The modern flute is an instrument conceived in the nineteenth century by the Bavarian flautist and builder Theobald Bohem.
Over time it has acquired contributions from other flutists and builders including the Italian virtuoso Giulio Briccialdi who designed the B flat key, and the closed G key (which Boehm preferred opened).
The instrument is divided into three parts: headjoint, body and footjoint.
In the body and in the foot of the flute there is a mechanism that controls the opening of the holes. The standard construction includes 16 or 17 holes. The width of the holes increases down towards the foot. The tone holes can be extruded and edged (by machine) or built separately and welded to the pipe (soldered tone holes)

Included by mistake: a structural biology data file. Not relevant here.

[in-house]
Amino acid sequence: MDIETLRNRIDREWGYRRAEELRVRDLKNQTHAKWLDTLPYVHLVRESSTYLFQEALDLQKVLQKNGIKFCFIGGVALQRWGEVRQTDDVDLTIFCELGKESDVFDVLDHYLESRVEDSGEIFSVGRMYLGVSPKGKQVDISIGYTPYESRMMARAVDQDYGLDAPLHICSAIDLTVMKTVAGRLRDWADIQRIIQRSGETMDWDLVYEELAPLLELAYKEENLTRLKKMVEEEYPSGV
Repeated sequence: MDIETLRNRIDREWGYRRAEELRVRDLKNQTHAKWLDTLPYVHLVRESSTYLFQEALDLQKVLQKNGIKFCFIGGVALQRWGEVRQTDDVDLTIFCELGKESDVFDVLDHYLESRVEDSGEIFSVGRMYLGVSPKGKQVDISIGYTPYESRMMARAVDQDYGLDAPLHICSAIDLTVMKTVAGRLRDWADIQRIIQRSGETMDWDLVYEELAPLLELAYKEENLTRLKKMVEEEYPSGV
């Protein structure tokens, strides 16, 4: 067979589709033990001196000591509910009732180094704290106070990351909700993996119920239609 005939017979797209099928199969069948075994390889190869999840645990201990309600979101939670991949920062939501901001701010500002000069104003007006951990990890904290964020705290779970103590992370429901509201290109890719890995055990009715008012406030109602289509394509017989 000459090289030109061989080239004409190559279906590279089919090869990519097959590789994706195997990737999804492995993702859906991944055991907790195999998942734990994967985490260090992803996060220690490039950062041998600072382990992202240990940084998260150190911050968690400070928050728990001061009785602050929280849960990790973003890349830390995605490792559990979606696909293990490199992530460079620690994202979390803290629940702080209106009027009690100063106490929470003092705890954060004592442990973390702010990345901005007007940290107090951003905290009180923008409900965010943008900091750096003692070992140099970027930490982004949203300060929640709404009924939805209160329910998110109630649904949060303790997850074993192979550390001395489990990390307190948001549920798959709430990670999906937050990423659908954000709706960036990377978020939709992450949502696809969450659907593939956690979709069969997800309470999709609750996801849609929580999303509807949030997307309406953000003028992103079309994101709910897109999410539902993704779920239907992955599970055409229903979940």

The mechanics is designed to organize an effective system of fingerings that allows the nine fingers used by the performer to control all 16 or 17 holes.
The mechanics can be composed of isolated keys (such as the B3, the G sharp and the D sharp) but most of the keys have the arms gathered in long rods inside which there are long common pivots. Rods and pivots are supported by small columns fixed on reinforcing plates welded to the flute tube. Inside the colums there are pin springs that have the task of returning the keys to their starting position when they are not activated.
The keys pressed directly by the fingers, may appear in a closed or even open form, ie perforated in the center. In this way you have flutes with a closed keyboard or open keyboard (this last version is more professional as it allows the execution of glissatos, microtones and multi-frequency sounds).